A degree confluence is the intersection of longitude and latitude lines. For example, the closest confluence to Vancouver, B.C. are 49°N 123°W (in Boundary Bay) and the closest land-based confluence is 49°N 122°W (on the Canada-U.S. border near Abbotsford). The project to document them all on the web is big enough of a deal to have its own Wikipedia page. Since confluences of latitude and longitude have mostly been documented, Charlie Loyd set out to document microconfluences, which he defines as the intersections of hundredths of latitude and longitude points. I found this out after stumbling on his tweet late last year.
To find microconfluences, Charlie built a web page you can load up in your phone pointing out your current location and how far away from and which direction to find the nearest microfluence. I found my first microconfluence in my hometown of Courtenay, British Columbia over the Christmas holidays. I could only get as close as the front door of a new housing development on Piercy Ave., taking a photo of my iPhone's screen with my iPad mini. Later, not wanting to always carry two cameras around, you'll notice I take screenshots of Charlie's web page with a photograph of something notable next to the screenshot.
On the same trip, Karen indulged me as we came across a microconfluence downtown in an alleyway, just before having dinner at a Mexican restaurant nearby, and took a picture of me.
I found my first microconfluence in Vancouver a week later, just behind the NO TRESPASSING sign of an apartment complex in the Mount Pleasant neighbourhood (near 12th and Main).
Closer to King Edward and Cambie, a microconfluence on Heather and W. 24th features a stop sign with blinking lights.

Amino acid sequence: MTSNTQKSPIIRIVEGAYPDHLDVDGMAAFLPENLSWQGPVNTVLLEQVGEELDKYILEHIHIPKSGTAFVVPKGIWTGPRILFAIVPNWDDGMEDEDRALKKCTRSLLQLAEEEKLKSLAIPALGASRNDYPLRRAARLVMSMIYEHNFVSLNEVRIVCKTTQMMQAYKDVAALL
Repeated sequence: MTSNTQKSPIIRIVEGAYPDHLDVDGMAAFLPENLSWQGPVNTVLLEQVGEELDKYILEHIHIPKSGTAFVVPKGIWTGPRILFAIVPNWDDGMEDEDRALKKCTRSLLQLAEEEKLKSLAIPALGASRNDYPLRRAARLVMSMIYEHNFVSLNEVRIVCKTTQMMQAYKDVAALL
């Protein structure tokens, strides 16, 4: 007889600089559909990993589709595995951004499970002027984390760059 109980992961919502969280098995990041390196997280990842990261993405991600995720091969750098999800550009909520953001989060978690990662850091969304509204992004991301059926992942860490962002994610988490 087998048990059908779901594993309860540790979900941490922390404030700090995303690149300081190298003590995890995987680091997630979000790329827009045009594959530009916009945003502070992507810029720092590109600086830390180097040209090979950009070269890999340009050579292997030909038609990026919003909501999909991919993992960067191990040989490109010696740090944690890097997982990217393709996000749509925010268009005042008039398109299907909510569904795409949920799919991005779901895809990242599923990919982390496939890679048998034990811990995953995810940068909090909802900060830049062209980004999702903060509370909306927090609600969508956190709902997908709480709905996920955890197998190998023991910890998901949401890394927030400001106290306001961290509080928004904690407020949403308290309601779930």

The microconfluence at Heather St. and W. 24th Ave. in Vancouver features stop signs with blinking red lights. pic.twitter.com/738tvO65Ej— Richard Eriksson (@sillygwailo) December 30, 2013
Separately from deciding to locate microconfluences in Vancouver, in December of 2013, I made a new year's intention to let fate decide more frequently in my day-to-day decisions. That means making lists of things that I like or might like do or eat or read or places to go, then letting a computer randomly decide which item on that list to do. To help further another goal of (eventually) seeing the entire city of Vancouver, I use a random point generator to pick for me which part of the city I venture to. On January 5th, I put that into practice, and it chose the point of 49°13′54″N and 123°04′48″W. That converts to 49.231667, -123.08 in decimal, and the hundreths of those are just rounding down to 49.2300 and -128.0800 (the last one was already conveniently a hundredth). That turned out to be a house between E. 43rd and and E. 45th on Inverness St. in Vancouver. (There is no E. 44th on Inverness.)
House at the microconfluence between E. 43rd and E. 45th on Inverness St. in Vancouver. pic.twitter.com/LiJgyXZpqI— Richard Eriksson (@sillygwailo) January 5, 2014
Not pictured: three teenagers rolling by on a single ATV, which reeked of gasoline. "Hello sir," they said to me.
Just recently, after scoping out some office space in Chinatown and heading to the library to finish up some work, I came across a microconfluence on the Dunsmuir and Cambie corner of Stadium–Chinatown SkyTrain Station near B.C. Place and Rogers Arena (formerly GM Place).
Along with my SkyTrain Explorer walks, microconfluences are non-random but still somewhat arbitrary points on map to explore the surroundings. In the future, I'll add more randomness to documenting microconfluences, removing the need to decide where to go based on the characteristics of the neighbourhood and letting a random number generator (memories of
RANDOMIZE TIMER flooding back) make the call.